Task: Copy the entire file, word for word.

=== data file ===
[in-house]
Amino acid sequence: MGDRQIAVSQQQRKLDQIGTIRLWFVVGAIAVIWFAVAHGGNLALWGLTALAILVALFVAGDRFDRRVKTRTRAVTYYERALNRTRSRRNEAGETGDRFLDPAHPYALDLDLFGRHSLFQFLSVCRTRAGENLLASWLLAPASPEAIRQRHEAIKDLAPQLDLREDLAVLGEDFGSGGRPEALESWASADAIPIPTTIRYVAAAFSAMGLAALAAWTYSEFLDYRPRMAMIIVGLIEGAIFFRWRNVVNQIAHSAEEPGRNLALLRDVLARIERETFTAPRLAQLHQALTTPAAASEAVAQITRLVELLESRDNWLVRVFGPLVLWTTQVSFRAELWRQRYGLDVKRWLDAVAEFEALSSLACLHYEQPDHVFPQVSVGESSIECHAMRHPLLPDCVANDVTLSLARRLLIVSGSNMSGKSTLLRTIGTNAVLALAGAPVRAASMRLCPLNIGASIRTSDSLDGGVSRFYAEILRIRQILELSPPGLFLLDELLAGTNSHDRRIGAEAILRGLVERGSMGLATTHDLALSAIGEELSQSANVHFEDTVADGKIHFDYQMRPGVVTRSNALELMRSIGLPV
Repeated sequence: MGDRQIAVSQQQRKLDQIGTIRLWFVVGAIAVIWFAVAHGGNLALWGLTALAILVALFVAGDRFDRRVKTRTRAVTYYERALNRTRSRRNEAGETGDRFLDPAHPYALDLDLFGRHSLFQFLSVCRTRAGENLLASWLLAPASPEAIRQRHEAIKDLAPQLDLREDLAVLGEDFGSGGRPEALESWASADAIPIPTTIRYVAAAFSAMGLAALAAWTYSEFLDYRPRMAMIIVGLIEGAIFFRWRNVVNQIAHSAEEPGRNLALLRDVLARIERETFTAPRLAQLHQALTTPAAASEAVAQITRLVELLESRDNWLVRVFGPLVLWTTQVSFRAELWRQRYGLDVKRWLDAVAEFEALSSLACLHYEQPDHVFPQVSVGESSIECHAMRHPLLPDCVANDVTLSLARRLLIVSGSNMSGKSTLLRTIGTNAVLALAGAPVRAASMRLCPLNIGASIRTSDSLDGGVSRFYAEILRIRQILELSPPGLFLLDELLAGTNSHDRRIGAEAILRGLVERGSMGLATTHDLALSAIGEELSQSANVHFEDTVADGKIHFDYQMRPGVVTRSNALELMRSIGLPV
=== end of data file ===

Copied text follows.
[in-house]
Amino acid sequence: MGDRQIAVSQQQRKLDQIGTIRLWFVVGAIAVIWFAVAHGGNLALWGLTALAILVALFVAGDRFDRRVKTRTRAVTYYERALNRTRSRRNEAGETGDRFLDPAHPYALDLDLFGRHSLFQFLSVCRTRAGENLLASWLLAPASPEAIRQRHEAIKDLAPQLDLREDLAVLGEDFGSGGRPEALESWASADAIPIPTTIRYVAAAFSAMGLAALAAWTYSEFLDYRPRMAMIIVGLIEGAIFFRWRNVVNQIAHSAEEPGRNLALLRDVLARIERETFTAPRLAQLHQALTTPAAASEAVAQITRLVELLESRDNWLVRVFGPLVLWTTQVSFRAELWRQRYGLDVKRWLDAVAEFEALSSLACLHYEQPDHVFPQVSVGESSIECHAMRHPLLPDCVANDVTLSLARRLLIVSGSNMSGKSTLLRTIGTNAVLALAGAPVRAASMRLCPLNIGASIRTSDSLDGGVSRFYAEILRIRQILELSPPGLFLLDELLAGTNSHDRRIGAEAILRGLVERGSMGLATTHDLALSAIGEELSQSANVHFEDTVADGKIHFDYQMRPGVVTRSNALELMRSIGLPV
Repeated sequence: MGDRQIAVSQQQRKLDQIGTIRLWFVVGAIAVIWFAVAHGGNLALWGLTALAILVALFVAGDRFDRRVKTRTRAVTYYERALNRTRSRRNEAGETGDRFLDPAHPYALDLDLFGRHSLFQFLSVCRTRAGENLLASWLLAPASPEAIRQRHEAIKDLAPQLDLREDLAVLGEDFGSGGRPEALESWASADAIPIPTTIRYVAAAFSAMGLAALAAWTYSEFLDYRPRMAMIIVGLIEGAIFFRWRNVVNQIAHSAEEPGRNLALLRDVLARIERETFTAPRLAQLHQALTTPAAASEAVAQITRLVELLESRDNWLVRVFGPLVLWTTQVSFRAELWRQRYGLDVKRWLDAVAEFEALSSLACLHYEQPDHVFPQVSVGESSIECHAMRHPLLPDCVANDVTLSLARRLLIVSGSNMSGKSTLLRTIGTNAVLALAGAPVRAASMRLCPLNIGASIRTSDSLDGGVSRFYAEILRIRQILELSPPGLFLLDELLAGTNSHDRRIGAEAILRGLVERGSMGLATTHDLALSAIGEELSQSANVHFEDTVADGKIHFDYQMRPGVVTRSNALELMRSIGLPV